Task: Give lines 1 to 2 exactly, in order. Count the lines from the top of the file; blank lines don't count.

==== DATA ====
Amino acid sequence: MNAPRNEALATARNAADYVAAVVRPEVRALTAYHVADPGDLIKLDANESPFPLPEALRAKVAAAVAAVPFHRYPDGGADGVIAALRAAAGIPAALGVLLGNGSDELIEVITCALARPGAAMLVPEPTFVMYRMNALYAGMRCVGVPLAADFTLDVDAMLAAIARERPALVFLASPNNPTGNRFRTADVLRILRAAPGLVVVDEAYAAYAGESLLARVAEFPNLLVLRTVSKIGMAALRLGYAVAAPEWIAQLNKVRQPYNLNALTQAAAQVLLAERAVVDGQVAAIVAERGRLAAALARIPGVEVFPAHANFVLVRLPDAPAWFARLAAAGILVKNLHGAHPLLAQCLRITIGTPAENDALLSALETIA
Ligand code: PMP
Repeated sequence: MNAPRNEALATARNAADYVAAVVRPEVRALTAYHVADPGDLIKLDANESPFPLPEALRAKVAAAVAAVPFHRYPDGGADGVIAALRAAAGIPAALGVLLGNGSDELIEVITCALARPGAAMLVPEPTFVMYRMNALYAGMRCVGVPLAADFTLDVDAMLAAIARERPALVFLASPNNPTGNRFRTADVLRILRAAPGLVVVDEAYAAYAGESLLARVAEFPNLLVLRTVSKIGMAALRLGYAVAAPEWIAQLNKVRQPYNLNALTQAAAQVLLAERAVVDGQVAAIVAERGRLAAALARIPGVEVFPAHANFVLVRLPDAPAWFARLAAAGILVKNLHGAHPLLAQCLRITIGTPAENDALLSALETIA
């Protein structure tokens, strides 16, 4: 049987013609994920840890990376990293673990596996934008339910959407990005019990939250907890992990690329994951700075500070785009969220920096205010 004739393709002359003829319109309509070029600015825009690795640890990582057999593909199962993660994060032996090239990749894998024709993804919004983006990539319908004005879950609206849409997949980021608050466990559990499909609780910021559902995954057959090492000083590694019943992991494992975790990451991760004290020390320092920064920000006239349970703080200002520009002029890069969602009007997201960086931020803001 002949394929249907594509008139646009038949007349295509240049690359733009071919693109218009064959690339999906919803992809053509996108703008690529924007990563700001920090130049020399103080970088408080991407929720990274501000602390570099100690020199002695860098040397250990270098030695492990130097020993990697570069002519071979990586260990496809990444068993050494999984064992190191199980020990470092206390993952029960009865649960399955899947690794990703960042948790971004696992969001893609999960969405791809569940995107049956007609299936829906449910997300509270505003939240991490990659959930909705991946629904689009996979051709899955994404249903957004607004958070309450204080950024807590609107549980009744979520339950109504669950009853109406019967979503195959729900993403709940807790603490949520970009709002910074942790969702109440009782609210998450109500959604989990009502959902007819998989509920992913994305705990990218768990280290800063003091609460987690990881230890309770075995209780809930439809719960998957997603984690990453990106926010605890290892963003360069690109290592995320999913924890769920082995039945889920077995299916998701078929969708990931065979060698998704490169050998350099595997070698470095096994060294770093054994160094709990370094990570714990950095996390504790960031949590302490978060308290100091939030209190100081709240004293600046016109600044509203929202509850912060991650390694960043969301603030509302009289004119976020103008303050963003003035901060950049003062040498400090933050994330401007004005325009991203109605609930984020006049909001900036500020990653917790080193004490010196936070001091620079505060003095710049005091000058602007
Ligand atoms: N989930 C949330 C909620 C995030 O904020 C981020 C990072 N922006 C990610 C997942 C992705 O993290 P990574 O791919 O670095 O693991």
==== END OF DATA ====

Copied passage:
Amino acid sequence: MNAPRNEALATARNAADYVAAVVRPEVRALTAYHVADPGDLIKLDANESPFPLPEALRAKVAAAVAAVPFHRYPDGGADGVIAALRAAAGIPAALGVLLGNGSDELIEVITCALARPGAAMLVPEPTFVMYRMNALYAGMRCVGVPLAADFTLDVDAMLAAIARERPALVFLASPNNPTGNRFRTADVLRILRAAPGLVVVDEAYAAYAGESLLARVAEFPNLLVLRTVSKIGMAALRLGYAVAAPEWIAQLNKVRQPYNLNALTQAAAQVLLAERAVVDGQVAAIVAERGRLAAALARIPGVEVFPAHANFVLVRLPDAPAWFARLAAAGILVKNLHGAHPLLAQCLRITIGTPAENDALLSALETIA
Ligand code: PMP